Many raw-feeding web-sites are of US origin, with suppliers based in the US. Here is a list of UK suppliers and stockists of raw pet meat and supplements:
There are many meat grinders on the market, but not all of them are equal! And don’t even consider a hand-driven meat grinder unless you are an arm wrestler! There is only one meat grinder I use – it’s the one that’s also recommended by many raw-feeding forums. About £85 (excluding delivery). There are cheaper brands on the market, but they can’t grind bone. This workhorse is made from aluminium and will last.
Electric Meat Grinder from Northern Tools (Item No.: 168620E)
I’m currently using the pet mince made from wild rabbit from Woldsway Rabbit. It’s ground with the bone-in for that important calcium content. It’s a richer red than the farmed rabbit mince. However, the quality of all Woldsway rabbit is always good. But go for the wild rabbit mince – your cat will thank you. I buy the mince and the farmed rabbit chunks, thaw slightly then mix with supplements and offal, and refreeze.
Woldsway Rabbit – http://www.woldsway.co.uk/
0800 298 5000. The meat is delivered frozen with ice packs.
General pet meat
Graig Farm Organics. http://www.graigfarm.co.uk/catalog/cat_11.htm
This is an award-winning organic-meat company. The pet mince is mainly from offcuts and offal and is of human quality. The mince is a dark paste, you cut a corner off the packet and squeeze it out. The meat is delivered frozen. They also sell chicken heart and liver.
Yeoman’s Meat Company: 01773712226. I’ve never used this company as they’re based in Nottingham and don’t deliver this far South. Some breeders have used them and like the quality. They do ox cheek, rabbit and general pet mince. [please see one of the comments left below – Yeoman’s has been taken over by http://www.back-2-nature.co.uk – I haven’t tried their products yet as I haven’t see it being sold in the London area]
Prize Choice from Anglian Meat Products: http://www.prizechoice.co.uk/.
Set up by some vets who were interested in bones and raw food (BARF). Some of their meat has the bone ground in. I haven’t really tried their meat. You will find them in large pet stores.
You can get this from any supermarket or poultry butcher. My favourite butcher is in a farmer’s market. I trust the quality of his free-range chickens, and he gives me free giblets because of the amount of chicken I buy. Please try to use free-range chickens because they don’t stand all day in their shit and therefore the risk of contamination from salmonella is lower.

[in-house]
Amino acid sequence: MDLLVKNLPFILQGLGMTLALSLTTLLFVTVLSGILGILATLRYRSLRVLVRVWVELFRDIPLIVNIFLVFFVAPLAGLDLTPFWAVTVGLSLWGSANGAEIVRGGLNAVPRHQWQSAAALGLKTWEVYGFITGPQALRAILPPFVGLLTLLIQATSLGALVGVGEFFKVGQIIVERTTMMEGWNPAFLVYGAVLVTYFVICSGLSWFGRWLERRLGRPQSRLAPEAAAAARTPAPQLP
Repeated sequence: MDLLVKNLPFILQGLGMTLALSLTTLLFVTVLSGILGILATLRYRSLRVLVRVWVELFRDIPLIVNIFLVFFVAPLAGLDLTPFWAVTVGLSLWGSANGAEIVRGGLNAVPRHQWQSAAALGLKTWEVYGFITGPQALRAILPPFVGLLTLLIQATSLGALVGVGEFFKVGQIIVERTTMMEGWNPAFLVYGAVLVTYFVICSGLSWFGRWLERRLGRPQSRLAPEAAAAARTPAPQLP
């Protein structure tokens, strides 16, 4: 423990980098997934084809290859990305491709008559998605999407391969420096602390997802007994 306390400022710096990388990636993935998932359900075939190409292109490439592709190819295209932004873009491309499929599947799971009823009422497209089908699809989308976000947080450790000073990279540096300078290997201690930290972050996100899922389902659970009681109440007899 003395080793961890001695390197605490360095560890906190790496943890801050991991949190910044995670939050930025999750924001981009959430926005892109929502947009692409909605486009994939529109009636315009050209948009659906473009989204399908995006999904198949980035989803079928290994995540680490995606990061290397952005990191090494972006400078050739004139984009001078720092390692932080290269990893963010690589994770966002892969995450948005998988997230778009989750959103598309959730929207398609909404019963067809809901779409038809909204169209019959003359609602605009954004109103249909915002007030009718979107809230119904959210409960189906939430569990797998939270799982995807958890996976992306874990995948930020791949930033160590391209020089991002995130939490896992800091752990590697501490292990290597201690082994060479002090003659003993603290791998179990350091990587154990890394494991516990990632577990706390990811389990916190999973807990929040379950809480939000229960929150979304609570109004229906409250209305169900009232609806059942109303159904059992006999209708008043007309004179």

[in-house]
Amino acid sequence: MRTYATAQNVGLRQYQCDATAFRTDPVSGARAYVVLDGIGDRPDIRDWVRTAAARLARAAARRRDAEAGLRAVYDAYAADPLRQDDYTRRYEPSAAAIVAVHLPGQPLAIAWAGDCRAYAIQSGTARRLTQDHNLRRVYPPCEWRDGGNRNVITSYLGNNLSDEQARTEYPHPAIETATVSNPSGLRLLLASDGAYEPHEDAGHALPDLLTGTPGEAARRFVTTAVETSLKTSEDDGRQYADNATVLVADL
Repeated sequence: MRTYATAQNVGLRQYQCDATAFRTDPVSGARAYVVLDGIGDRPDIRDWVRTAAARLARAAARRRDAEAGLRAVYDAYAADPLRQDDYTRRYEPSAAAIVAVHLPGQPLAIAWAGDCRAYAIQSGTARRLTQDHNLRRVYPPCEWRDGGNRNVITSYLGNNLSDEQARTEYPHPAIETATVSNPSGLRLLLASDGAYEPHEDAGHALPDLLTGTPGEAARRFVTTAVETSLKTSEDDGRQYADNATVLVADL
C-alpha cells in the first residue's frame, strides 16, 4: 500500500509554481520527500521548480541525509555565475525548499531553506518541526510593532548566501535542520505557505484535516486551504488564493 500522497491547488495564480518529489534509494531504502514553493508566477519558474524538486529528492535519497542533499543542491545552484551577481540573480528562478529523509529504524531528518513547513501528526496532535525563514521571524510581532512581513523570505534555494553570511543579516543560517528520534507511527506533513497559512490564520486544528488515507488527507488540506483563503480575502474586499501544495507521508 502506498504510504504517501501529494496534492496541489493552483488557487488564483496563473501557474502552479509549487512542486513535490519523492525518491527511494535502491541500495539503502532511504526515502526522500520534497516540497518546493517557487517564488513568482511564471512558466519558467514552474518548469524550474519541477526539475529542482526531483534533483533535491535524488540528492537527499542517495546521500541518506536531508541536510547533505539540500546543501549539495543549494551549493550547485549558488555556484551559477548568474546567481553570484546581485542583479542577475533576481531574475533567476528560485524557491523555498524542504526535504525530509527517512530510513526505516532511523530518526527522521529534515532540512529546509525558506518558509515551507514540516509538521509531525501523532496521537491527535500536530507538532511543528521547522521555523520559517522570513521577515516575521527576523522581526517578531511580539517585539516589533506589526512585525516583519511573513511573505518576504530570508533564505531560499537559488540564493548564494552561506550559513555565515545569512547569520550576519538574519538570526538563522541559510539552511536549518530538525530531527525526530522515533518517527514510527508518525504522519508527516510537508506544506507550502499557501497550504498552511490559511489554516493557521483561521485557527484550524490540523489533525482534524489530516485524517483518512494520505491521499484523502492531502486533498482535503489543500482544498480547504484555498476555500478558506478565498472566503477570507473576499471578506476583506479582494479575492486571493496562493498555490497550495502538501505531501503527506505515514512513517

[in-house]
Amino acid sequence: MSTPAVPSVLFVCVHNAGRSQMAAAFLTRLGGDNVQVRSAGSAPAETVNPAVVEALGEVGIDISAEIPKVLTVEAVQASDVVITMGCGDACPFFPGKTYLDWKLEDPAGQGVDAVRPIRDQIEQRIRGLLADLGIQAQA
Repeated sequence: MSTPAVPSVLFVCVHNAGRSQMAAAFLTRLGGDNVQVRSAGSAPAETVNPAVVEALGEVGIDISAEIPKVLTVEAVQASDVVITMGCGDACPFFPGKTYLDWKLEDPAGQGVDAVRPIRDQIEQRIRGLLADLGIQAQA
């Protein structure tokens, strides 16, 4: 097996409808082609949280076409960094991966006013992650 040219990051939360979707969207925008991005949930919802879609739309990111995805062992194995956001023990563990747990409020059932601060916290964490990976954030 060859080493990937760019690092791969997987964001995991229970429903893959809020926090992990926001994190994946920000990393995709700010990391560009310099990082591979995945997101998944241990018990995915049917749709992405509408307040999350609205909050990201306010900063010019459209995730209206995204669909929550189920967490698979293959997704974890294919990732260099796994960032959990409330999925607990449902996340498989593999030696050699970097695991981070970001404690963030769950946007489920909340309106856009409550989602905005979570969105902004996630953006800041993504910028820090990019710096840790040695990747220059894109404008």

Lamb/Beef: look in your supermarket and buy casserole chunks. Don’t buy the mince because (1) you don’t know how long it’s been sitting on the shelves (2) mince gets contaminated more easily with bacteria because of there is more surface area with mince. Don’t feed pork to cats – it can contain a parasite that is fatal to cats.
Often, many raw-feeding recipes call for offal to be added, namely chicken heart and liver. Now, chicken liver you can get from any supermarket or poultry butcher. However, the only places I’ve been able to source fresh chicken heart are ethnic butchers or Chinese supermarkets. As for kidney, try a supermarket or a butcher. If you make friends with your local butcher he may give you giblets (i.e. a pack made up of a chicken neck, liver and heart) for free.
You may like to give your little tiger a taste of a small chick or mouse. Livefoods supplies frozen food for people who keep reptiles as pets. Postage can be quite expensive as they use a courier. I usually order in bulk – if I order 400 chicks, then even with postage, it works out to about 4p a chick.
If you have friends or family visiting the US, beg them to buy vitamins and supplements and bring them back for you. Fact: Supplements are cheaper in the US: you’ll pay $ for what they charge £s for in this country. And you can’t get certain supplements, like glandulars (extracts from glands) in the UK due to EU regulations.
If you want supplements that are pre-mixed, then either Feline Future or Feline Instincts from the US are your only sources. These supplements often come with dried egg yolk in them. Note: not only will you have to pay shipping (i.e. postage costs), but also import Tax when it comes into the UK – anything over £18 is charged tax plus VAT. The costs can be prohibitive.
It might be more cost-effective to get each individual supplement itself. The supplements you will need to get are: Taurine, Vitamin A, Vitamin B complex, Vitamin E, kelp and dulse powder, fish oil capsules. I use Google to try to find the discounts. However, some of the sites I have used are:
Nutrisun for Taurine (Solgar) 500mg capsules, Vitamin A (Solgar) capsules, Vitamin B Complex (Solgar) capsules, Vitamin E (Solgar) 268mg capsules. Be careful when you buy Vitamin B – often manufacturers add herbs like alfalfa which they claim is synergistic in action. Maybe that’s so for humans, but not for cats.
Hellenia Health Foods has a Vet’s Choice section with good value kelp powder.
Another online source of supplements is Nutricentre.
Psyllium husk – this is usually ridiculously expensive, and sold in teeny packets, I’m not sure why. However, the best value so far is a brand called Maxicol. It comes in a large tin which contains psyllium husks together with pre-biotics and digestive bacteria.
I have not been able to find a source of reasonably-priced dulse powder in the UK.